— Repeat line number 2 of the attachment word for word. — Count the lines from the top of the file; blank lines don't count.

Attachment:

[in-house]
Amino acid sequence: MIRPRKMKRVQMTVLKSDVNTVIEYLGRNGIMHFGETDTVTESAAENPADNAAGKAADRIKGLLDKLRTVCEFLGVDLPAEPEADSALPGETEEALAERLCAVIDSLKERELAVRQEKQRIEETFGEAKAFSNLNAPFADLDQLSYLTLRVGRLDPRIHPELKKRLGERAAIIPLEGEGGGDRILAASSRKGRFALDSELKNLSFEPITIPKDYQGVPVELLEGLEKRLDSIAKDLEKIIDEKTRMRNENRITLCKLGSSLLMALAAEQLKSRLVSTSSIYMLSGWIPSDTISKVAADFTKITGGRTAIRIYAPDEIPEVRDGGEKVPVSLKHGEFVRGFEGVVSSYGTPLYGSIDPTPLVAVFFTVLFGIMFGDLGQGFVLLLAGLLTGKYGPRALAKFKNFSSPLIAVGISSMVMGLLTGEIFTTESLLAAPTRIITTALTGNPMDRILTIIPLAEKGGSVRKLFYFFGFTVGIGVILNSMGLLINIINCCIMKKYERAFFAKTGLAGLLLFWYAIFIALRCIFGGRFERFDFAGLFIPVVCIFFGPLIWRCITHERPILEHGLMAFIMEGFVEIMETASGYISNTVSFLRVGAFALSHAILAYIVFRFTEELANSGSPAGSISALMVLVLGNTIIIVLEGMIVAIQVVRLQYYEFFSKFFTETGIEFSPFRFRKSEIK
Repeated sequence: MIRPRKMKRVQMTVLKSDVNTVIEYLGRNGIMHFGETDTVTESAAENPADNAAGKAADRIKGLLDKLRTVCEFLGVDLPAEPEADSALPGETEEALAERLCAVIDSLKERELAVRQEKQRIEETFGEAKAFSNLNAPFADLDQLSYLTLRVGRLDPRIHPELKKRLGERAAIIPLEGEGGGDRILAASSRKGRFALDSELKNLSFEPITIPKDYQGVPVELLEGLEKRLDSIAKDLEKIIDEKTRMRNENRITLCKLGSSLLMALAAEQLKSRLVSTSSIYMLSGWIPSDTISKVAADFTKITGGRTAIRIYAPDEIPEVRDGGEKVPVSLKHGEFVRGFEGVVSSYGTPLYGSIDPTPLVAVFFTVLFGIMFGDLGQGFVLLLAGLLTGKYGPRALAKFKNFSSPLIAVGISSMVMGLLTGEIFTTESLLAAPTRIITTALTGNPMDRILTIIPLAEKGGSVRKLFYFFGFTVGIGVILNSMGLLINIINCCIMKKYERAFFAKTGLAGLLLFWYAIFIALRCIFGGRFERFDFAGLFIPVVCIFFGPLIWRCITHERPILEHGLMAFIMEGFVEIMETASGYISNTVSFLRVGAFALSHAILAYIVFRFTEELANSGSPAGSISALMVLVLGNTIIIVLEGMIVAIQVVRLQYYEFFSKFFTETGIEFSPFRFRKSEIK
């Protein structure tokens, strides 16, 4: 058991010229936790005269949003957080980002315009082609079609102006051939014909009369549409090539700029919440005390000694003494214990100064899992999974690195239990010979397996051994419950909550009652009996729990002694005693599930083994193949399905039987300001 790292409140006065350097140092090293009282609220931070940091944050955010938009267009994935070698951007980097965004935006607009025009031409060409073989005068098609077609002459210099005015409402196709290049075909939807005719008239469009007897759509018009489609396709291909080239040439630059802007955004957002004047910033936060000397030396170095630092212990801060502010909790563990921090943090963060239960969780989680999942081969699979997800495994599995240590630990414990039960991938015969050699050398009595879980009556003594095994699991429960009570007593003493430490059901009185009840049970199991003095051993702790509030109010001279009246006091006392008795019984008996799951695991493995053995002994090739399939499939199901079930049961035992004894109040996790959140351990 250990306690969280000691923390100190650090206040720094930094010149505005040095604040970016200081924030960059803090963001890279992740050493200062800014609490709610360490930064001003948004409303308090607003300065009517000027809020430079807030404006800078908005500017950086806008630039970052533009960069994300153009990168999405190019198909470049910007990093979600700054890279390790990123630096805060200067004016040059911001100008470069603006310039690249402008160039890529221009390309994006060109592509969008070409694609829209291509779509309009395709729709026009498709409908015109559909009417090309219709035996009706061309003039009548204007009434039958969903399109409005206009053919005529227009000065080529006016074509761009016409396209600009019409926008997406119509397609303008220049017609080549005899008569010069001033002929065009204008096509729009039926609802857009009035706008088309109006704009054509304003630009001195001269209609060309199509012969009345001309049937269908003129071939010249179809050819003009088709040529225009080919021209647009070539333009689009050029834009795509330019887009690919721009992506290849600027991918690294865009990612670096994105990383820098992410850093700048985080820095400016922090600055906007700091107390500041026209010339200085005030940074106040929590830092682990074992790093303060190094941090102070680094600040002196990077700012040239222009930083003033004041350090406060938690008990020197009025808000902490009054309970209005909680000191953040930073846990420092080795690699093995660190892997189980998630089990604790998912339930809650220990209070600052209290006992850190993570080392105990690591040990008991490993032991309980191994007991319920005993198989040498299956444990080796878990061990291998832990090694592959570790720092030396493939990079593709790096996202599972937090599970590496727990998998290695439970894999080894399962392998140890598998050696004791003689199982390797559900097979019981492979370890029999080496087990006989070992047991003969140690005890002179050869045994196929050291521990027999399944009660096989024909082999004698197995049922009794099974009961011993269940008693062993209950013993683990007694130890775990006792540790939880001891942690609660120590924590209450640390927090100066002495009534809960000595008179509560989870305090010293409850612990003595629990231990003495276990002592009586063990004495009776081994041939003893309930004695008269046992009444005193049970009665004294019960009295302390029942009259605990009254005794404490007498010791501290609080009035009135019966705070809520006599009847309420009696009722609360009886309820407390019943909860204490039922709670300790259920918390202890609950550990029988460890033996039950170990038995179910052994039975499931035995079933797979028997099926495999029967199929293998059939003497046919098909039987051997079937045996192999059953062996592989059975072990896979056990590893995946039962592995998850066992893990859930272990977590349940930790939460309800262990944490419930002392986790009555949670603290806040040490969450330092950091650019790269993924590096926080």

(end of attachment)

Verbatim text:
Amino acid sequence: MIRPRKMKRVQMTVLKSDVNTVIEYLGRNGIMHFGETDTVTESAAENPADNAAGKAADRIKGLLDKLRTVCEFLGVDLPAEPEADSALPGETEEALAERLCAVIDSLKERELAVRQEKQRIEETFGEAKAFSNLNAPFADLDQLSYLTLRVGRLDPRIHPELKKRLGERAAIIPLEGEGGGDRILAASSRKGRFALDSELKNLSFEPITIPKDYQGVPVELLEGLEKRLDSIAKDLEKIIDEKTRMRNENRITLCKLGSSLLMALAAEQLKSRLVSTSSIYMLSGWIPSDTISKVAADFTKITGGRTAIRIYAPDEIPEVRDGGEKVPVSLKHGEFVRGFEGVVSSYGTPLYGSIDPTPLVAVFFTVLFGIMFGDLGQGFVLLLAGLLTGKYGPRALAKFKNFSSPLIAVGISSMVMGLLTGEIFTTESLLAAPTRIITTALTGNPMDRILTIIPLAEKGGSVRKLFYFFGFTVGIGVILNSMGLLINIINCCIMKKYERAFFAKTGLAGLLLFWYAIFIALRCIFGGRFERFDFAGLFIPVVCIFFGPLIWRCITHERPILEHGLMAFIMEGFVEIMETASGYISNTVSFLRVGAFALSHAILAYIVFRFTEELANSGSPAGSISALMVLVLGNTIIIVLEGMIVAIQVVRLQYYEFFSKFFTETGIEFSPFRFRKSEIK